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Home Improvement: Homeowners get solar panel options

ADDISON COUNTY — Spring is in the air, the days are getting longer and for some homes and businesses, the increased sun exposure may mean more than starting gardens, wearing shorts and slathering on SPF-65.
A growing number of homeowners around Addison County are considering putting photovoltaic solar panels on their rooftops or in their yards, which until recently constituted a substantial up-front investment — from $10,000 to $100,000, depending on the size of the home and the location.
“Just a few years ago, across the country and in Vermont, the vast majority of homeowners who transitioned to solar financed it themselves,” said Andrew Savage, a spokesman for AllEarth Renewables, a manufacturer of solar collectors based in Williston.
But AllEarth and other companies like the Acorn Renewable Energy Co-op and SunCommon, among others, have recently launched financing initiatives designed to ease the burden on homeowners interested in transitioning to solar electricity. The goal is to make the cost manageable and non-prohibitive, since the demand for solar energy is high at the moment.
With rising electricity costs, many believe that solar energy is a smart long-term investment, and many who were concerned about the environmental impacts of burning fossil fuels have been eager to transition to affordable clean energy.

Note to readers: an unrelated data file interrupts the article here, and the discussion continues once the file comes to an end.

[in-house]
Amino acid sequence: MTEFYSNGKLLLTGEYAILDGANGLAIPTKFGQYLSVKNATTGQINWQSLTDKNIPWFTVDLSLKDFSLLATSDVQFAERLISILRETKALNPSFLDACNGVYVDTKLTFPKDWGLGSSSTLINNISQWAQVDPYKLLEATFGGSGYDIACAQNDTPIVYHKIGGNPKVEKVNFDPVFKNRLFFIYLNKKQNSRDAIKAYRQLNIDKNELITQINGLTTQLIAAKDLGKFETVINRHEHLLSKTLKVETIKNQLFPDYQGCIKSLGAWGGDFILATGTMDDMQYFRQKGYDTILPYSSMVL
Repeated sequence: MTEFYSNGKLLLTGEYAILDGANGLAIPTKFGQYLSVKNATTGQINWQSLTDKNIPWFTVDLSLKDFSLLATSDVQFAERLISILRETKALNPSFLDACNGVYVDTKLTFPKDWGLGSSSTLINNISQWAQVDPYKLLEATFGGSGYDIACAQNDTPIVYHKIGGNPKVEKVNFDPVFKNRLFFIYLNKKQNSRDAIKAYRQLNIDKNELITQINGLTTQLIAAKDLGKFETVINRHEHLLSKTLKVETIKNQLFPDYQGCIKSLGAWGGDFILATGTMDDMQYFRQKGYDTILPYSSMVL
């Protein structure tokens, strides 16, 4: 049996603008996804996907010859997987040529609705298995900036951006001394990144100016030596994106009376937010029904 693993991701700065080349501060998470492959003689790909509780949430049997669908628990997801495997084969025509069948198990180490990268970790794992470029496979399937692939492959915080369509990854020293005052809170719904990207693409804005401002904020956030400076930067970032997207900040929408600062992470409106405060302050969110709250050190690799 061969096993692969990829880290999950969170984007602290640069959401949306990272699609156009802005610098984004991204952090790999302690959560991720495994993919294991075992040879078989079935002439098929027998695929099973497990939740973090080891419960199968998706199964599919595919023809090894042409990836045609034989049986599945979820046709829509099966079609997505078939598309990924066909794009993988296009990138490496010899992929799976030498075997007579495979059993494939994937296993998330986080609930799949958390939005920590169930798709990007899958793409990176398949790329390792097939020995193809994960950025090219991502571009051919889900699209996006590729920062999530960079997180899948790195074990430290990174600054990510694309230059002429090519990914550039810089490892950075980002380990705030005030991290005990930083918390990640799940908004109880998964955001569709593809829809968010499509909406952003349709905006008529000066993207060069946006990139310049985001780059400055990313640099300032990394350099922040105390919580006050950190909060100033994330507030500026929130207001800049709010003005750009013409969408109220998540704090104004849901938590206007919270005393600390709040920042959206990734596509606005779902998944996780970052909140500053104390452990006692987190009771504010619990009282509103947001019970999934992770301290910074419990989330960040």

To make the transition, some basics are required, explained Greg Pahl, an Acorn Energy official in Middlebury and author of several books on energy including 2012’s “Power From the People: How to Organize, Finance, and Launch Local Energy Projects.”
“The first question is whether the house is well oriented for solar,” Pahl said. “There can’t be trees or other buildings that would shade the panels.”
The second question is how best to finance the transition. Choosing a plan and a company to help with the move to solar power can be confusing. All common-sense home improvement practices, like investigating several options and carefully reviewing contracts, should be exercised with solar.
Experts agree that the solar market has done a complete 180-degree turn in the past few years. Whereas a few years ago, Savage estimated, roughly 80 percent of homeowners nationwide moving to solar were financing their installation up front, now that percentage of homeowners are leasing panels instead of buying outright, he said.
Luckily for Addison County residents, several financing options are available from local companies.
The Acorn Energy Co-op boasts of a new owner-financing program for its members, in partnership with the National Bank of Middlebury, which will provide home-equity loans designed to be paid off within 15 years. The photovoltaic (PV) panels are installed by Brandon-based Green Earth Energy.
“The electricity generated by the new solar PV system in excess of your home’s needs will be fed into the electric grid, causing the electric meter to spin backwards and generating a credit on the electric bill equal to the regular energy billing rate plus a premium of 6 cents per kilowatt hour,” the company explained in a press release. “At night, when the sun isn’t shining, the home will draw electricity back from the grid reducing the credit generated by the PV system. The idea is to generate as much electricity as the home uses over a year’s time to reduce the amount paid to the utility for electricity as close to zero as possible.”
AllEarth Renewables is taking a different tack. Savage said his company offers a plan in which homeowners have no upfront costs and monthly payments targeted to be around the price of the current electricity bill.